The opposition, and any sensible person, would reject these hypothetical laws.
It’s plain to see, I’m sure they’d say, that employees either wouldn’t take such jobs or would expect to be paid more in return for accepting such duties.
They might even say that such rules would be silly. Far better to relieve employees of such draconian duties and allow them to negotiate their own conditions.
Why, then, do the opponents of flexible labour markets in general and this bill in particular not see the futility in trying to legislate a different outcome in the labour market and the damage it is likely to do?
Why, indeed, has the National party compromised on the vulnerable worker clause and the requirement to conclude bargaining when these should have been removed entirely?
The answer lies in another fallacy, over 150 years old and disproven every single year since, that labour will fall in value vis-à-vis capital. It’s the failed hypothesis, most recently resurrected by a French populist, that we are heading for hyper capitalism and the revolution. In reality it is labour, not capital, that have risen in value since Marx wrote.
These economic trends have real implications for politics and policy today. They explain why the Labour Party has lost its base, and why new members of the Green Party who understand economics could make such good leaders.
But the reality is that employers in the Epsom electorate and up and down this country are fixated on the challenge of attracting and retaining staff. Competition for workers amongst employers is as aggressive, if not more aggressive, than competition for jobs amongst workers.
Those employers must look askance at the opposition’s assumption that workers have no other options, are a dime-a-dozen, and are easy come easy go.
That simply is not the reality of the New Zealand workplace in 2014. It is a market place where competition works both ways.
I say all of this as someone who entered the workforce working 60 hours per week for $7.50 an hour.
I support this bill because it is a step in the right direction towards more flexible labour markets.
Like all attempts to improve public policy, this amendment is imperfect.
Economic reality and experience suggest it should have gone further. Governments cannot legislate market outcomes, but can influence them.
Let me leave the opposition with two initiatives that might better help New Zealanders achieve better pay and conditions.
Nominal pay rates are only worthwhile to the extent that they are useful for buying real goods. The price of houses have doubled relative to incomes over the last two decades, overwhelmingly due to local authorities prescribing an urban development pattern incompatible with the housing people actually want.
Far more could be achieved for working New Zealanders by improving the responsiveness of housing market supply than by futile attempts to shift bargaining strategies in the labour market.
Another contributor to the outcomes in the labour market is the skill level of employees. Employees with greater skills earn more, and this factor is growing in importance.
Indeed, increases in inequality of market income in the western world can be attributed to increasing returns to skills – you can earn more and more if you are more literate and more numerate.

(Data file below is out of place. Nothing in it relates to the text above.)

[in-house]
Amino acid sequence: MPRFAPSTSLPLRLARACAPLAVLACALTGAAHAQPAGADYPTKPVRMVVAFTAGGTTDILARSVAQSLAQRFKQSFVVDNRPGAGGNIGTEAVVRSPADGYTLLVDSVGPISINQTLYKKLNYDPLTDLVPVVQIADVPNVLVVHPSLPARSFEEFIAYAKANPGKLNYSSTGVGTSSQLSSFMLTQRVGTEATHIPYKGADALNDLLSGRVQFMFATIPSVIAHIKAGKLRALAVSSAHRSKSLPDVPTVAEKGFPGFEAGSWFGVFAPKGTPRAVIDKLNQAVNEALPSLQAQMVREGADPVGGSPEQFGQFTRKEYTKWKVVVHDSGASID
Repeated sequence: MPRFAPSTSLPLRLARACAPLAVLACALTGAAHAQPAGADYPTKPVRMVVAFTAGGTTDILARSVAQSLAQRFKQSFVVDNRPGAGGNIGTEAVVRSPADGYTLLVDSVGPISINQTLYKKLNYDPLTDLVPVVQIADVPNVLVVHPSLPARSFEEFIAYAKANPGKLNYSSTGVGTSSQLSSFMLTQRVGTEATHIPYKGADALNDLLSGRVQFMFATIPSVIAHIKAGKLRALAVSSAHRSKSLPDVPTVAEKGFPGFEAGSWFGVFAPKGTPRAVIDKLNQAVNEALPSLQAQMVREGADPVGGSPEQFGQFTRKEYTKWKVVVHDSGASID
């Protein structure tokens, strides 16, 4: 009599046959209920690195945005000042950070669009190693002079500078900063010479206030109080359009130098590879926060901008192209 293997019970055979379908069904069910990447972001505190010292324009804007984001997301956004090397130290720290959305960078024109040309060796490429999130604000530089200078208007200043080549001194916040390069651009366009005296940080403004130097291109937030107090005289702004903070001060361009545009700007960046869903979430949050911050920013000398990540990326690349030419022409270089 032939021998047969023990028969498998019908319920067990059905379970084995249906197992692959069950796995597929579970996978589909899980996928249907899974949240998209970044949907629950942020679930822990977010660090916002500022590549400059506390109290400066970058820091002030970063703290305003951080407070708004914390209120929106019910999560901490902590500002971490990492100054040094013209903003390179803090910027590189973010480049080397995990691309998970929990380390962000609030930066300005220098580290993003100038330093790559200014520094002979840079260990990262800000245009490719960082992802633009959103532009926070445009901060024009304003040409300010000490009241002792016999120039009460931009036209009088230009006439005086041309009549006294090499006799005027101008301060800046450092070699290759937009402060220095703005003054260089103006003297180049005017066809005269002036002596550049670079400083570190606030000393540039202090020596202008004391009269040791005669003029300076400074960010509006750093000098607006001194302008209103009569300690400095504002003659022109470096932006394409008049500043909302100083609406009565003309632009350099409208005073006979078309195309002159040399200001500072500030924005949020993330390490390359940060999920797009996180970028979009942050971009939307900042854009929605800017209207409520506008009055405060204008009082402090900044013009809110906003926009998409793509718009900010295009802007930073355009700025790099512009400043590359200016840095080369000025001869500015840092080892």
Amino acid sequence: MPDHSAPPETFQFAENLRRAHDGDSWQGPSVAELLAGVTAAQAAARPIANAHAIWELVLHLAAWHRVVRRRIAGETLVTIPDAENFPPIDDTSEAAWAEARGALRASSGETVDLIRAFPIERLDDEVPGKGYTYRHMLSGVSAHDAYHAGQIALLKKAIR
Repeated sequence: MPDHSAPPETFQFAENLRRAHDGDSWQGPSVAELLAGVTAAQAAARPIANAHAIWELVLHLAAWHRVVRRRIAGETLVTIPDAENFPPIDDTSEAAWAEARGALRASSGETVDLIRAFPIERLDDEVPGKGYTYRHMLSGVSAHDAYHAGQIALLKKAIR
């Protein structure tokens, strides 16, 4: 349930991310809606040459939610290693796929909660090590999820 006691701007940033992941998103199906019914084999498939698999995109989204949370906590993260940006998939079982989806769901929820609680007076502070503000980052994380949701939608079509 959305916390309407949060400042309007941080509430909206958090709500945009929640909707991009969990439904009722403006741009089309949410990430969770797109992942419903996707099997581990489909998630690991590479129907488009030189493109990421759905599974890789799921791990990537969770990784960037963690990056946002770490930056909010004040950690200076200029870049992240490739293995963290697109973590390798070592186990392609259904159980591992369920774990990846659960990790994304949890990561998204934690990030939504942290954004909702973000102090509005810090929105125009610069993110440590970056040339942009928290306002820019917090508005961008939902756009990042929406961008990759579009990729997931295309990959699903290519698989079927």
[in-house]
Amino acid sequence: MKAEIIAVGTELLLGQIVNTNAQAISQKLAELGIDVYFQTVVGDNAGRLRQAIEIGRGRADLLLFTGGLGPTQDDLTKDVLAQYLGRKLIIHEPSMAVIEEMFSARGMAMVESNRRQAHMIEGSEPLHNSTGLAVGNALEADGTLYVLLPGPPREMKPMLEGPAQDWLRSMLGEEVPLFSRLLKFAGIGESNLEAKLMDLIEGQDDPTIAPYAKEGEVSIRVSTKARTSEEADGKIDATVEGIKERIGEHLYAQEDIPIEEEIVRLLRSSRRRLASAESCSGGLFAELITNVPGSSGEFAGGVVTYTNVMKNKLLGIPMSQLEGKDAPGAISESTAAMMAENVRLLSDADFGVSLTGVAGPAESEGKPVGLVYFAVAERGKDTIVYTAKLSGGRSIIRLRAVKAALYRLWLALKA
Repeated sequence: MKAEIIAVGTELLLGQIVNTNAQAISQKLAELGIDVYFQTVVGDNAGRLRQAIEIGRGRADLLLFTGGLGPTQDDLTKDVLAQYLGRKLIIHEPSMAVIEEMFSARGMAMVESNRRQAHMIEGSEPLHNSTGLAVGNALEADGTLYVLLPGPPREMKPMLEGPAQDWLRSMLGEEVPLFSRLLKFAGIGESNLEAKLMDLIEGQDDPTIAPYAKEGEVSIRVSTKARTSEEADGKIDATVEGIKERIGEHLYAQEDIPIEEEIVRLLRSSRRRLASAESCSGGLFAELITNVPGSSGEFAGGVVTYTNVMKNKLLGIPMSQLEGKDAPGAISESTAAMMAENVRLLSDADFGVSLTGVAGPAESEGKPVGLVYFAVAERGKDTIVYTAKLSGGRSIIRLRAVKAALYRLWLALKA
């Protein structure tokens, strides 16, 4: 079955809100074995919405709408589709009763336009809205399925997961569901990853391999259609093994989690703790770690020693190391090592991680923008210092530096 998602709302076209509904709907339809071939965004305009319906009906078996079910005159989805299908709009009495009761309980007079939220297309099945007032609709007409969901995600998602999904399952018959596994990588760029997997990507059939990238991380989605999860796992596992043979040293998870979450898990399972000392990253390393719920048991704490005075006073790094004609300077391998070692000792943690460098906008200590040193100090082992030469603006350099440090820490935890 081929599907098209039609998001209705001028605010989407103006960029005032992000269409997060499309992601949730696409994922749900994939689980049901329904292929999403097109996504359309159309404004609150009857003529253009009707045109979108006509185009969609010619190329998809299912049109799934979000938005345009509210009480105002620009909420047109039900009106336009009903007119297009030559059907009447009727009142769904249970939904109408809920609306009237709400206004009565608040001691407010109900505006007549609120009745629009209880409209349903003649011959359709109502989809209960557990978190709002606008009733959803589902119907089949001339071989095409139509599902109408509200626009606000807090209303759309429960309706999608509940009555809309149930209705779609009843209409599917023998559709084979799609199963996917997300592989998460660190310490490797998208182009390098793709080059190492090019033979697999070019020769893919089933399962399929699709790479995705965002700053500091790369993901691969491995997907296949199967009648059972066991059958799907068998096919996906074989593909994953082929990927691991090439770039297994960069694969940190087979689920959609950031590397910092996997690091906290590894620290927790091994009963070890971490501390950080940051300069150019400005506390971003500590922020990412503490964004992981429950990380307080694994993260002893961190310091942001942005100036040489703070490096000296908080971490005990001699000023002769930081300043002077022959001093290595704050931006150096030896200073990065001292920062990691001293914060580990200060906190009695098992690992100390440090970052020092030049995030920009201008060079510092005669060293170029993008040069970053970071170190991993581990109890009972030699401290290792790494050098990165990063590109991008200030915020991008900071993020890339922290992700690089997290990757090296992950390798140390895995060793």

The real work achieving the opposition’s purported objectives is being done on the supply sides of the housing and education sectors, and I’m proud to support and encourage this government in this work.
In conclusion I am proud to support this bill and hope that this government will one day pursue best practice policy by confronting the fallacies that underlie too much of our labour law legislation.
The duty to enter into and conclude bargaining should be gone.
The duty to retain staff under Section 6A almost unconditionally dependent on the type of employee, and now the type of business, should be gone.
Doing so would put us in touch with the labour market of the 21st century, whose businesses succeed or fail based on their ability to attract and retain workers.
Dear members and supporters,
One of ACT's goals is the reduction of "red tape" in local and central government. I recommend that all members complete the questionnaire in the following Government post on the internet.
Video of this speech can be viewed here.
Delivered by ACT Leader David Seymour to New Zealand Parliament, 21/10/2014:
I rise on behalf of the ACT Party in reply to His Excellency’s speech.
“I never knew that I was smart until I came here.” For the avoidance of doubt I’m not referring to this house, Mr Speaker, but quoting from a student I met last week at the Vanguard Military School, a Partnership School, or Kura Hourua.
There could not have been a better entre to my first speech in this house than meeting that student.
Before I return to that quote, allow me to visit some of the journey to that meeting and to this house today.
I represent the communities of Epsom, Mt Eden, Parnell and Remuera.
A look at our electorate might explain why we collectively made this choice. Epsom is typecast as wealthy, and that may be true in many cases, but it is not universal.
The largest industry in our electorate is education. Our 30 schools including many of the largest in the country. We host one large tertiary campus and are adjacent to three more. Education is aspiration.
You can tell everything you need to know about a person’s politics by acquiring their sincere answer to a simple question: Is it possible for anybody to create new wealth?
Unfortunately, the sincere answer of many in this house would be no. They lay a litany of elaborate excuses and set about constructing an even more elaborate web of rules to reallocate finite wealth to the most deserving. In practice that means those whose special pleadings resonate loudest in the theatre of politics.
My answer to the question is yes. My fellow Epsom voters elected me, if not in full support of my philosophy, then certainly with knowledge of it. It’s because we are aware of the dangers that the zero-sum game brigade present.